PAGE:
Online from: 1949
Subject Area: Library and Information Studies
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|Title:||Persistence and half-life of URL citations cited in LIS open access journals|
|Author(s):||B.T. Sampath Kumar, (Department of P.G. Studies and Research in Library and Information Science, Tumkur University, Tumkur, India), K.S. Manoj Kumar, (Library and Information Center, Government Home Science College, Hassan, India)|
|Citation:||B.T. Sampath Kumar, K.S. Manoj Kumar, (2012) "Persistence and half-life of URL citations cited in LIS open access journals", Aslib Proceedings, Vol. 64 Iss: 4, pp.405 - 422|
|Keywords:||Half-life, Information retrieval, Journals, Online access, Persistence, Referencing, URL citations, Worldwide web|
|Article type:||Research paper|
|DOI:||10.1108/00012531211244752 (Permanent URL)|
|Publisher:||Emerald Group Publishing Limited|
Purpose – The main purpose of the present study is to examine the availability and persistence of URL citations in two LIS open access journals. It also intended to calculate the half-life period of URL citations cited in journal articles.
Design/methodology/approach – A total of 2,890 URL citations cited in 689 research articles published in LIS journals spanning a period of 14 years (1996-2009) were extracted. In order to check the accessibility of URL citations, W3C link checker was used. After the initial check, inactive URL citations were listed. Domains and HTTP errors associated with inactive URL citations were identified for further analysis. The half-life period was calculated using the formula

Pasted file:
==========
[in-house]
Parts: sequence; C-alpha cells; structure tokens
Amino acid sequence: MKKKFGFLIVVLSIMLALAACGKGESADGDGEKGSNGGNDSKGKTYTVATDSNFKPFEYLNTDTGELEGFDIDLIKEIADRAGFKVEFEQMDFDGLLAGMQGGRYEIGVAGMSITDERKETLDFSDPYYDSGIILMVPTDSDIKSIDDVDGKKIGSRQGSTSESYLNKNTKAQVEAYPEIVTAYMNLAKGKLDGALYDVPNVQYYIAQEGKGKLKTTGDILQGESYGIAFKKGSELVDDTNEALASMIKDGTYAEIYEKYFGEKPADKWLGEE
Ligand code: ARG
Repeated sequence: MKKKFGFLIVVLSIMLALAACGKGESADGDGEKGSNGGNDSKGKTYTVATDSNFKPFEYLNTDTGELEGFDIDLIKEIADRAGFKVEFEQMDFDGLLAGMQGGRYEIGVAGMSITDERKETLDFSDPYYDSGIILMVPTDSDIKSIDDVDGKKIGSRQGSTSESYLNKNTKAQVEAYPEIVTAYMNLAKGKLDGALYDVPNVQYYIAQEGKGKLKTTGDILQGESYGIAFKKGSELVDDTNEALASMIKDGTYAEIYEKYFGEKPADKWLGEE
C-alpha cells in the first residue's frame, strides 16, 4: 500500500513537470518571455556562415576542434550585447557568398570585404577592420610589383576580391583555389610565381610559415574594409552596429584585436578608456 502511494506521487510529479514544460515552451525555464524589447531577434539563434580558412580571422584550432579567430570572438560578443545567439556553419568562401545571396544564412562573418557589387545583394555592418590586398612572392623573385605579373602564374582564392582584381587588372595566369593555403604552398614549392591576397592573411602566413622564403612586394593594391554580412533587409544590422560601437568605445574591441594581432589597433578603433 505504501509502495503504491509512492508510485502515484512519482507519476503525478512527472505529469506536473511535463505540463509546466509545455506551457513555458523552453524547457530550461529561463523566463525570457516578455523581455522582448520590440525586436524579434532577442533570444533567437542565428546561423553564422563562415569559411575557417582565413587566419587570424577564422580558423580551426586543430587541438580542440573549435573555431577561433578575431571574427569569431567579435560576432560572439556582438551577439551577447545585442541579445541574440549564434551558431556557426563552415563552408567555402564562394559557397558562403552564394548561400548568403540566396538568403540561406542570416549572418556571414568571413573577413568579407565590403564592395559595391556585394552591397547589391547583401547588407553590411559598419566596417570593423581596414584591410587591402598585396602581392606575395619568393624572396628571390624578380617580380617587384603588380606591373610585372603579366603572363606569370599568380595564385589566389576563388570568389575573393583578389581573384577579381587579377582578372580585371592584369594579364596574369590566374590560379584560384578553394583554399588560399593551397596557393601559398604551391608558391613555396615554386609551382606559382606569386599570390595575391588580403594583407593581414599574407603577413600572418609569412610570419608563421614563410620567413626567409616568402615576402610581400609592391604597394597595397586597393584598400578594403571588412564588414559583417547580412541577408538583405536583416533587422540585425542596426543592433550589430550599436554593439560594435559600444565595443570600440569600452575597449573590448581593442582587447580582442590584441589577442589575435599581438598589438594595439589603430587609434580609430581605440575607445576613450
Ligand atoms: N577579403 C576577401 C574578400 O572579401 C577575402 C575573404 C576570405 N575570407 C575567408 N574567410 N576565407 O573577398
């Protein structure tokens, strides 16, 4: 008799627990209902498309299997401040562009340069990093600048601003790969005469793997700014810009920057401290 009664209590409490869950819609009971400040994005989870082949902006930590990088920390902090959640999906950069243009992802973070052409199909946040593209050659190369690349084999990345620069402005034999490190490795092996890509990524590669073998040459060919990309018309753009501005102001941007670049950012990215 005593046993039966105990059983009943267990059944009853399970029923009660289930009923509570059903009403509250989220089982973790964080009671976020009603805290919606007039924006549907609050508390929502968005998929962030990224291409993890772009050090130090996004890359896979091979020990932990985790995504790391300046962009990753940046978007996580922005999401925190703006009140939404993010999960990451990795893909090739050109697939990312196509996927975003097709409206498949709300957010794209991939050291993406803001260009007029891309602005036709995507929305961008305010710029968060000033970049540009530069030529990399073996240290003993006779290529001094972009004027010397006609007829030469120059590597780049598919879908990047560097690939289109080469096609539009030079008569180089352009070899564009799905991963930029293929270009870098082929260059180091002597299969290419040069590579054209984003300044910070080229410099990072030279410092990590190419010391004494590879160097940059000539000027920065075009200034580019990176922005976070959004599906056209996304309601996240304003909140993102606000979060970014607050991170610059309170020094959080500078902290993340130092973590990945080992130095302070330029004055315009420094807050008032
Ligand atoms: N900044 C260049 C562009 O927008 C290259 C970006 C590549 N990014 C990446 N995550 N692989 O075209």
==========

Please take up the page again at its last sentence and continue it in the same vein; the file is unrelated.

Findings – The research findings indicated that 57.61 percent (397 of 689) of articles have URL citations and percentage of URL citations increased from 5.98 percent in 1996 to 27.79 percent in 2009. It was found that 26.08 percent of all citations were not accessible during the time of testing and the majority of errors were due to HTTP 404 error code (not found). The domains.net and.gov were more stable compared to the domains.com/.co,.org, and.edu. The half-life was computed to be approximately 11.5 years, which compares favorably against earlier research works.
Originality/value – This is a comprehensive study on the availability and persistence of URL citations cited in LIS journals articles spanning a period of 14 years. The findings of the study will be helpful to authors, publishers and editorial staff to improve existing URL citation conventions and to promote URL use to ensure that URL citations are accessible in future.
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